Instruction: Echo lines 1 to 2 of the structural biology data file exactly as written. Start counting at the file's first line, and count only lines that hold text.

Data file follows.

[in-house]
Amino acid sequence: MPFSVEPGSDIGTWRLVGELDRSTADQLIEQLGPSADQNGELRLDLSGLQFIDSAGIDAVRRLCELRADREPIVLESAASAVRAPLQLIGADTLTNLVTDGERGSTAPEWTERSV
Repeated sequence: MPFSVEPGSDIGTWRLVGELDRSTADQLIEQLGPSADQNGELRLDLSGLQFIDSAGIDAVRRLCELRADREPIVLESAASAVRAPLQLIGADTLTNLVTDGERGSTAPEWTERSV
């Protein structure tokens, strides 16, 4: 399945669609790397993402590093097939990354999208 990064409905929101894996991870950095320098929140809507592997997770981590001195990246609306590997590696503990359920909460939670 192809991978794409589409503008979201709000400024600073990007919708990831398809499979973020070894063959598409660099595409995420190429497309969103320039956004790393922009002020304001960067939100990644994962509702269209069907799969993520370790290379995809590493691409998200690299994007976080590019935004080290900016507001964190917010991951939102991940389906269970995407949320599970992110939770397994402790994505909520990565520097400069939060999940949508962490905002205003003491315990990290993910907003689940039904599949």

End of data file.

[in-house]
Amino acid sequence: MPFSVEPGSDIGTWRLVGELDRSTADQLIEQLGPSADQNGELRLDLSGLQFIDSAGIDAVRRLCELRADREPIVLESAASAVRAPLQLIGADTLTNLVTDGERGSTAPEWTERSV